Let's put that objection aside for a moment, though, and assume that humans can somehow learn to be ideal "Turing testers", infallibly distinguishing human-like intelligences from sub-human ones.  If that is our criterion for "intelligence", then what, exactly, distinguishes intelligence from human-ness?  If the answer is "nothing", then AI appears to be completely pointless.  After all, we know how to create people--the process is widely considered to be a lot more fun than AI research, in fact--so why do we need another method? 

    Presumably we'd like an answer that's not "nothing"--that is, some set of measurable properties, distinct from "behaves just like a human", that we can use to characterize intelligence.  But what could they possibly be?  Intelligence test-taking ability, to take one example, clearly doesn't do the trick:  superb IQ test-taking machines that are not actually intelligent are easily as within the realm of possibility as superb chess-playing machines that are not actually intelligent.  In fact, our intuitive notion of intelligence is so bound up with human-ness that no such set of criteria has ever been proposed that even comes close to matching our intuitive ideas about intelligence.  And that's why, more than a half-century after its invention, everyone still talks about Turing's indistinguishable-from-humans criterion, rather than some more objective, property-based one.
     
    Let's imagine, though, that we've somehow overcome that obstacle and come up with such a set of objective criteria that still "smells" like intelligence.  Unfortunately, even that's not enough--we must then ask:  do our criteria also allow for a non-human, at least theoretically, to surpass humans?  And do such superhumans, by our criteria, still seem intuitively intelligent?  What if, for instance, one of our criteria is some level of "unpredictability", analogous to human creativity?  Would a "superhuman" by our measures then be "hyper-creative"?  Or simply so erratic and random as to seem uselessly dysfunctional?  And what about the type of pattern recognition that IQ tests often test for?  Would a hyperintelligent machine recognize patterns so complex that it ignores simple ones, and thus appear unintelligent to us, rather than brilliant?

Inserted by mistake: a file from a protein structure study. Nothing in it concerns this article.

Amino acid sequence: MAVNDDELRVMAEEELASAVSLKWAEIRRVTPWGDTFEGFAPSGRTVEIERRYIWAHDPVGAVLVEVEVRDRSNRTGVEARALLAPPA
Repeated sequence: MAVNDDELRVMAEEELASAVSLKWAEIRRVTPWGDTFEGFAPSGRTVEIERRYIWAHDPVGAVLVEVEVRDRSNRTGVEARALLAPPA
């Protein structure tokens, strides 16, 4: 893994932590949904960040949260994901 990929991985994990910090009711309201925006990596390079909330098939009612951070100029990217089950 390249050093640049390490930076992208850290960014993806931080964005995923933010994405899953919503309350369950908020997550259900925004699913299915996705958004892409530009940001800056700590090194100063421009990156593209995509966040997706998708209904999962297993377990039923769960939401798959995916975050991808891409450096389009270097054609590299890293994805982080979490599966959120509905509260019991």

But let us suppose once again that we've somehow overcome all these definitional issues, and we've moreover managed to create a whole line of machines, each as unmistakably hyperintelligent as, say,...this man.  Kim Ung-yong, the Guinness Book world record holder for IQ, is as close to a superhumanly intelligent being as we've ever seen--he's literally one person (himself) away from being more intelligent than every human being on earth.  Yet he has a fairly ordinary job, and values happiness above material success so much that his countrymen have labeled him a "failure" for having accomplished little beyond making a healthy, pleasant, prosperous life for himself.  In the de Garis nightmare, hyperintelligent machines are bent on world domination at our expense.  Where did they get this motivation?  Because they're just like humans, and that's what we'd do if we were hyperintelligent?  What about Kim Ung-yong?